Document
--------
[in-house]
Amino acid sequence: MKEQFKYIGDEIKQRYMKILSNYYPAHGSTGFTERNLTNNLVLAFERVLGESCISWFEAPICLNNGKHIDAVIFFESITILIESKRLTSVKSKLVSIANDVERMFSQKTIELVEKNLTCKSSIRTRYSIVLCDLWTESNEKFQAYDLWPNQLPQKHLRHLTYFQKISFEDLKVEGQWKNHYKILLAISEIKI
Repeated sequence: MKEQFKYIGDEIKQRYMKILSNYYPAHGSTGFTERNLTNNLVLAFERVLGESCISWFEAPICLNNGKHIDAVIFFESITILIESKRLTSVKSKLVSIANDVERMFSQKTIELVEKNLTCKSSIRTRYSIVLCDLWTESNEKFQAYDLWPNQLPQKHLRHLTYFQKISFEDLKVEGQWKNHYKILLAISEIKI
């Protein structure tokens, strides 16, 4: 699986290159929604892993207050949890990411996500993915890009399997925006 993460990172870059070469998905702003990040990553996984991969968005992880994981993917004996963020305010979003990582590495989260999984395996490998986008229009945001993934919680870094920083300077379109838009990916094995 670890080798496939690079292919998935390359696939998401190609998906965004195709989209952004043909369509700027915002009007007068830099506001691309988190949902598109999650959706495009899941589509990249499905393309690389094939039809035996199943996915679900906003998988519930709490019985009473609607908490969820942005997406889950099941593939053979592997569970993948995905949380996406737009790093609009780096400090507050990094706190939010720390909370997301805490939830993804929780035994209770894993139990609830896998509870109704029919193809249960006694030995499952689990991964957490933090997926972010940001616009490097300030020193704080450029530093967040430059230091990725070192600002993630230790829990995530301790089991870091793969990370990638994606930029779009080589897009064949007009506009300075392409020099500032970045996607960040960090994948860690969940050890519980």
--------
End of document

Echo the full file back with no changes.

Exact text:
[in-house]
Amino acid sequence: MKEQFKYIGDEIKQRYMKILSNYYPAHGSTGFTERNLTNNLVLAFERVLGESCISWFEAPICLNNGKHIDAVIFFESITILIESKRLTSVKSKLVSIANDVERMFSQKTIELVEKNLTCKSSIRTRYSIVLCDLWTESNEKFQAYDLWPNQLPQKHLRHLTYFQKISFEDLKVEGQWKNHYKILLAISEIKI
Repeated sequence: MKEQFKYIGDEIKQRYMKILSNYYPAHGSTGFTERNLTNNLVLAFERVLGESCISWFEAPICLNNGKHIDAVIFFESITILIESKRLTSVKSKLVSIANDVERMFSQKTIELVEKNLTCKSSIRTRYSIVLCDLWTESNEKFQAYDLWPNQLPQKHLRHLTYFQKISFEDLKVEGQWKNHYKILLAISEIKI
């Protein structure tokens, strides 16, 4: 699986290159929604892993207050949890990411996500993915890009399997925006 993460990172870059070469998905702003990040990553996984991969968005992880994981993917004996963020305010979003990582590495989260999984395996490998986008229009945001993934919680870094920083300077379109838009990916094995 670890080798496939690079292919998935390359696939998401190609998906965004195709989209952004043909369509700027915002009007007068830099506001691309988190949902598109999650959706495009899941589509990249499905393309690389094939039809035996199943996915679900906003998988519930709490019985009473609607908490969820942005997406889950099941593939053979592997569970993948995905949380996406737009790093609009780096400090507050990094706190939010720390909370997301805490939830993804929780035994209770894993139990609830896998509870109704029919193809249960006694030995499952689990991964957490933090997926972010940001616009490097300030020193704080450029530093967040430059230091990725070192600002993630230790829990995530301790089991870091793969990370990638994606930029779009080589897009064949007009506009300075392409020099500032970045996607960040960090994948860690969940050890519980």